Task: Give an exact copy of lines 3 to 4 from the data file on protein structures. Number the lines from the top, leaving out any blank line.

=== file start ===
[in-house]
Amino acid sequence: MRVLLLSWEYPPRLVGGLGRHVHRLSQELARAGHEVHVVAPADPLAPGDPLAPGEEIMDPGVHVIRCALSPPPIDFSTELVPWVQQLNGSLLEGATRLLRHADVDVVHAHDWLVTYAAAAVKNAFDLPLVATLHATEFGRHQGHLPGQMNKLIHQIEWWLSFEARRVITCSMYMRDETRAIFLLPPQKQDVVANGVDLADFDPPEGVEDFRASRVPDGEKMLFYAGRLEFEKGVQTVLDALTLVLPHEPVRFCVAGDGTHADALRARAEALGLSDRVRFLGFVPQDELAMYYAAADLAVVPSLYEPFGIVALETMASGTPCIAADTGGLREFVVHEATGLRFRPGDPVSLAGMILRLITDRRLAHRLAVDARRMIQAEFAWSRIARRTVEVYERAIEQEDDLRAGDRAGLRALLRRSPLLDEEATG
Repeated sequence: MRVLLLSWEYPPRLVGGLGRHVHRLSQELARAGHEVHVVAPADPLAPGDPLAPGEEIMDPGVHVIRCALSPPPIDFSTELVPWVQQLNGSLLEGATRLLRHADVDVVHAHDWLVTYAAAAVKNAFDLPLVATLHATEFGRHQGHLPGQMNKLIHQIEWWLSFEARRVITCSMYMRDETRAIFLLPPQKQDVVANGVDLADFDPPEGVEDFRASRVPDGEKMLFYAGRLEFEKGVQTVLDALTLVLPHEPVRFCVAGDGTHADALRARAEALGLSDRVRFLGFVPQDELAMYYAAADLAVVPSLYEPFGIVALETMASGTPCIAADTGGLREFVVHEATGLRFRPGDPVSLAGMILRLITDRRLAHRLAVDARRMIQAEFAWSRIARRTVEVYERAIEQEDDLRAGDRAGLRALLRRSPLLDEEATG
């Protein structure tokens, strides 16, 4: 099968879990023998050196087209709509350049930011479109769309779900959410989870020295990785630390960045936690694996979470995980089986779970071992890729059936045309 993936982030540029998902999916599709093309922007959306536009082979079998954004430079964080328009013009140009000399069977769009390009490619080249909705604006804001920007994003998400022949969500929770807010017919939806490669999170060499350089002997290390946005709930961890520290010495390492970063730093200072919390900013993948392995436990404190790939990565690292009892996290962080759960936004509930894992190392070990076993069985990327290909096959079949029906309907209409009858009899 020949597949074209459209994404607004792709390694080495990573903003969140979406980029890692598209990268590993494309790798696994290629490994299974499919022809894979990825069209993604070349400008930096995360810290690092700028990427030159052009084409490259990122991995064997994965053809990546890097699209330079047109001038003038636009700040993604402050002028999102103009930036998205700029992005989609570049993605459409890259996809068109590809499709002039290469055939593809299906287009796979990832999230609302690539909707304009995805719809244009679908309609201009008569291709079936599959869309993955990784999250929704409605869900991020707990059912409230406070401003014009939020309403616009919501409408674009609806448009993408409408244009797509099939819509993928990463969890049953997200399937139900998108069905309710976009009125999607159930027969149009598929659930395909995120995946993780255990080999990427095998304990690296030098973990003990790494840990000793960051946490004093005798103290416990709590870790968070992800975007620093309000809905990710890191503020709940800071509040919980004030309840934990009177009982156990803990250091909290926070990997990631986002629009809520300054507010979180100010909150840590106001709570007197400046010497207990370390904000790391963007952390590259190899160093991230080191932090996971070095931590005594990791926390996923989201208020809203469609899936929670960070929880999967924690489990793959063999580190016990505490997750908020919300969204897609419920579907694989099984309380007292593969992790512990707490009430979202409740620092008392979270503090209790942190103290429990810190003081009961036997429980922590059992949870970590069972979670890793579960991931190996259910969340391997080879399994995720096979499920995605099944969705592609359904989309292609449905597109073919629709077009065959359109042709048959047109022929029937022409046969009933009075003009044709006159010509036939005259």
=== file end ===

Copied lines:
Repeated sequence: MRVLLLSWEYPPRLVGGLGRHVHRLSQELARAGHEVHVVAPADPLAPGDPLAPGEEIMDPGVHVIRCALSPPPIDFSTELVPWVQQLNGSLLEGATRLLRHADVDVVHAHDWLVTYAAAAVKNAFDLPLVATLHATEFGRHQGHLPGQMNKLIHQIEWWLSFEARRVITCSMYMRDETRAIFLLPPQKQDVVANGVDLADFDPPEGVEDFRASRVPDGEKMLFYAGRLEFEKGVQTVLDALTLVLPHEPVRFCVAGDGTHADALRARAEALGLSDRVRFLGFVPQDELAMYYAAADLAVVPSLYEPFGIVALETMASGTPCIAADTGGLREFVVHEATGLRFRPGDPVSLAGMILRLITDRRLAHRLAVDARRMIQAEFAWSRIARRTVEVYERAIEQEDDLRAGDRAGLRALLRRSPLLDEEATG
């Protein structure tokens, strides 16, 4: 099968879990023998050196087209709509350049930011479109769309779900959410989870020295990785630390960045936690694996979470995980089986779970071992890729059936045309 993936982030540029998902999916599709093309922007959306536009082979079998954004430079964080328009013009140009000399069977769009390009490619080249909705604006804001920007994003998400022949969500929770807010017919939806490669999170060499350089002997290390946005709930961890520290010495390492970063730093200072919390900013993948392995436990404190790939990565690292009892996290962080759960936004509930894992190392070990076993069985990327290909096959079949029906309907209409009858009899 020949597949074209459209994404607004792709390694080495990573903003969140979406980029890692598209990268590993494309790798696994290629490994299974499919022809894979990825069209993604070349400008930096995360810290690092700028990427030159052009084409490259990122991995064997994965053809990546890097699209330079047109001038003038636009700040993604402050002028999102103009930036998205700029992005989609570049993605459409890259996809068109590809499709002039290469055939593809299906287009796979990832999230609302690539909707304009995805719809244009679908309609201009008569291709079936599959869309993955990784999250929704409605869900991020707990059912409230406070401003014009939020309403616009919501409408674009609806448009993408409408244009797509099939819509993928990463969890049953997200399937139900998108069905309710976009009125999607159930027969149009598929659930395909995120995946993780255990080999990427095998304990690296030098973990003990790494840990000793960051946490004093005798103290416990709590870790968070992800975007620093309000809905990710890191503020709940800071509040919980004030309840934990009177009982156990803990250091909290926070990997990631986002629009809520300054507010979180100010909150840590106001709570007197400046010497207990370390904000790391963007952390590259190899160093991230080191932090996971070095931590005594990791926390996923989201208020809203469609899936929670960070929880999967924690489990793959063999580190016990505490997750908020919300969204897609419920579907694989099984309380007292593969992790512990707490009430979202409740620092008392979270503090209790942190103290429990810190003081009961036997429980922590059992949870970590069972979670890793579960991931190996259910969340391997080879399994995720096979499920995605099944969705592609359904989309292609449905597109073919629709077009065959359109042709048959047109022929029937022409046969009933009075003009044709006159010509036939005259």